On the other hand Mr.Devotta says that 'LTTE intransigence' has contributed to the failure to resolve the conflict. 'LTTE intransigence' if it be 'intransigence', is after all the intransigence of a people who have refused to submit to oppressive alien Sinhala rule. And the struggle for an independent Tamil Eelam was not created by the LTTE but arose as a response to "a nationalist ideology that has been used to expand and perpetuate Sinhalese Buddhist supremacy."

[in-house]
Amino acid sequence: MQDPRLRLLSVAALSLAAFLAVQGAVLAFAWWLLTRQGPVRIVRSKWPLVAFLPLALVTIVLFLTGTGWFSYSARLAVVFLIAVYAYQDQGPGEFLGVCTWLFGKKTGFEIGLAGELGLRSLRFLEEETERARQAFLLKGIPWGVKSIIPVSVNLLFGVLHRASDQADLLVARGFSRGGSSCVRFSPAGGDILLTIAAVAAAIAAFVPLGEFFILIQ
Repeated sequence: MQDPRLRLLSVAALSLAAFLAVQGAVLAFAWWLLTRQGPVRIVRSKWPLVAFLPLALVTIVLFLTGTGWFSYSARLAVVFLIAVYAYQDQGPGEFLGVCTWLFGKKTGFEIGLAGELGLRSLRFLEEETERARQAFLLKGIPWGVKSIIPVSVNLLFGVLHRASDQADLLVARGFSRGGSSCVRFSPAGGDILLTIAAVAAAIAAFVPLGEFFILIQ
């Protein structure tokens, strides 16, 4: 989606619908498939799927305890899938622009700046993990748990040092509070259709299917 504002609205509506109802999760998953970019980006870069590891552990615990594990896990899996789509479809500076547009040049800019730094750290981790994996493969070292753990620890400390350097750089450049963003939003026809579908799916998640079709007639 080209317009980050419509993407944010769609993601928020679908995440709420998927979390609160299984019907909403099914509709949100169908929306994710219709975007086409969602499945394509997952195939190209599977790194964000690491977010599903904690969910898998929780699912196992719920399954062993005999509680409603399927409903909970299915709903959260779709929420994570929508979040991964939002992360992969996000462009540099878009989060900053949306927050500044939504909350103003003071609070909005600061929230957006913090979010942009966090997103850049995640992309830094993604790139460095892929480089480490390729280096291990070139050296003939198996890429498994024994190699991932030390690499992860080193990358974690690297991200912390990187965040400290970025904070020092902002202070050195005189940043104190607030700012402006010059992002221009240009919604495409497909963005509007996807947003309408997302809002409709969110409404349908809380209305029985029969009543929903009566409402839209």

"Throughout the ages the Sinhalese and Tamils in the country lived as distinct sovereign people till they were brought under foreign domination... We have for the last 25 years made every effort to secure our political rights on the basis of equality with the Sinhalese in a united Ceylon. It is a regrettable fact that successive Sinhalese governments have used the power that flows from independence to deny us our fundamental rights and reduce us to the position of a subject people. These governments have been able to do so only by using against the Tamils the sovereignty common to the Sinhalese and the Tamils. I wish to announce to my people and to the country that I consider the verdict at this election as a mandate that the Tamil Eelam nation should exercise the sovereignty already vested in the Tamil people and become free." Statement by S.J.V.Chelvanayakam Q.C. M.P.  Gandhian leader of the Tamil United Liberation Front, 7 February 1975